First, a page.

Whether a manufacturer was staying within the 750cc permitted by the racing regulations of the time or trying to beat a rival by a few cc without regard for an upper displacement limit, the goal was to squeeze as much output from the engine as possible. It was the early 1990s, and such was the situation in the new super sport bike market. For many riders in this new era, racing fandom came together with dreams of owning a flagship motorcycle. Responding to this desire, Honda launched the CBR900RR, whose heart was a new inline 4-cylinder 893cc engine delivering maximum output of 125 hp.
While exceeding the racing regulation limit of 750cc, the CBR900RR was lower in displacement than rival flagships, which typically boasted over 1,000cc. Yet, despite not offering the most raw power, upon launch the CBR900RR was greeted with happy surprise by enthusiasts around the world. Its amazingly lightweight and compact design overturned the conventional wisdom of what was possible in motorcycle design.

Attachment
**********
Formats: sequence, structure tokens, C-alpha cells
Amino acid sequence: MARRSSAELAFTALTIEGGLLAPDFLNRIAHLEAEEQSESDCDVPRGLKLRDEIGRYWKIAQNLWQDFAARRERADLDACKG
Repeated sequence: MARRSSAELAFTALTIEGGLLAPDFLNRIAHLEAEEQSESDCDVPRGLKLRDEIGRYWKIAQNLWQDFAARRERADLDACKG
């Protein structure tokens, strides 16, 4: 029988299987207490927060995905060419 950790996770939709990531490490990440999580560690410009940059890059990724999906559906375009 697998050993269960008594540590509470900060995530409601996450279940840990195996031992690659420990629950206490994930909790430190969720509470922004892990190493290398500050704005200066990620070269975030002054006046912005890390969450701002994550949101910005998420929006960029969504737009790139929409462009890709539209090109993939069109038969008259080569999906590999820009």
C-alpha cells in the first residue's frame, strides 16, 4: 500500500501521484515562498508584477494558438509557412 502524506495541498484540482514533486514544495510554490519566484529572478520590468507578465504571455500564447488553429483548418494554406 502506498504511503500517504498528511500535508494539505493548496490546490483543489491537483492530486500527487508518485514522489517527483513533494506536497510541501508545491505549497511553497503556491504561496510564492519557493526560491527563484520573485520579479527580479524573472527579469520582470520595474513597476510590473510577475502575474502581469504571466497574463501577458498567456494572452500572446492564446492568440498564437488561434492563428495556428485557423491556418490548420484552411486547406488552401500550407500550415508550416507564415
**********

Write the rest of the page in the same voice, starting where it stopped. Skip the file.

Former Honda Racing Corporation (HRC) works rider Hikaru Miyagi: I clearly remember thinking at the time that you’d done something really bold. First, the 900cc displacement figure was unusual, since back then high-displacement full-cowl super sport models were either 750cc-class racer replicas or 1,000cc-class sport touring bikes. Instead of complying with conventional wisdom and offering the body size of a 1,000cc-class bike, the CBR900RR had the wheelbase of a 600cc-class bike, everything in it was designed so compactly that you could see right through the frame, and its cowling was amazingly thin. When it launched, a completely new category of motorcycle was born.
First-generation CBR900RR Large Project Leader (LPL) Tadao Baba: Indeed, lightweight, compact design was the point of departure for this bike, and its reason for existence. When advanced development began, our goal was nothing less than creating a motorcycle capable of beating the RVF750 HRC works racer in the Suzuka 8 Hours Endurance Road Race.
Miyagi: So you actually began development with 750cc in mind. But it’s amazing that you selected a Honda bike as your benchmark and made defeating it the goal of development!